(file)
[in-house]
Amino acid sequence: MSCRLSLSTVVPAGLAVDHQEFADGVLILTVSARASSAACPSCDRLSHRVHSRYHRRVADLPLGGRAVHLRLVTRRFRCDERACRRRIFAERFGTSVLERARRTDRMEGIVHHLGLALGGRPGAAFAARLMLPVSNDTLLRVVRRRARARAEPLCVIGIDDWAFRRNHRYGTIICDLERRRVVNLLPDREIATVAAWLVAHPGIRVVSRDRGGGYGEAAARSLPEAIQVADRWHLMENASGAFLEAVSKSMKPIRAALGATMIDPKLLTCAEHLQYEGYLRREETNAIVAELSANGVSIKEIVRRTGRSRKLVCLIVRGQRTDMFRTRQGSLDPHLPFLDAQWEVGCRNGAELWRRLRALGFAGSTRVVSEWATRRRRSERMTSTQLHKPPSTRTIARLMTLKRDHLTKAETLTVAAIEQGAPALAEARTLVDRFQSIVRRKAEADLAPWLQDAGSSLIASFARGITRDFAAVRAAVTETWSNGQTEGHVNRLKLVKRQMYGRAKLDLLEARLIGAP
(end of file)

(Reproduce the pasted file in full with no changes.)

[in-house]
Amino acid sequence: MSCRLSLSTVVPAGLAVDHQEFADGVLILTVSARASSAACPSCDRLSHRVHSRYHRRVADLPLGGRAVHLRLVTRRFRCDERACRRRIFAERFGTSVLERARRTDRMEGIVHHLGLALGGRPGAAFAARLMLPVSNDTLLRVVRRRARARAEPLCVIGIDDWAFRRNHRYGTIICDLERRRVVNLLPDREIATVAAWLVAHPGIRVVSRDRGGGYGEAAARSLPEAIQVADRWHLMENASGAFLEAVSKSMKPIRAALGATMIDPKLLTCAEHLQYEGYLRREETNAIVAELSANGVSIKEIVRRTGRSRKLVCLIVRGQRTDMFRTRQGSLDPHLPFLDAQWEVGCRNGAELWRRLRALGFAGSTRVVSEWATRRRRSERMTSTQLHKPPSTRTIARLMTLKRDHLTKAETLTVAAIEQGAPALAEARTLVDRFQSIVRRKAEADLAPWLQDAGSSLIASFARGITRDFAAVRAAVTETWSNGQTEGHVNRLKLVKRQMYGRAKLDLLEARLIGAP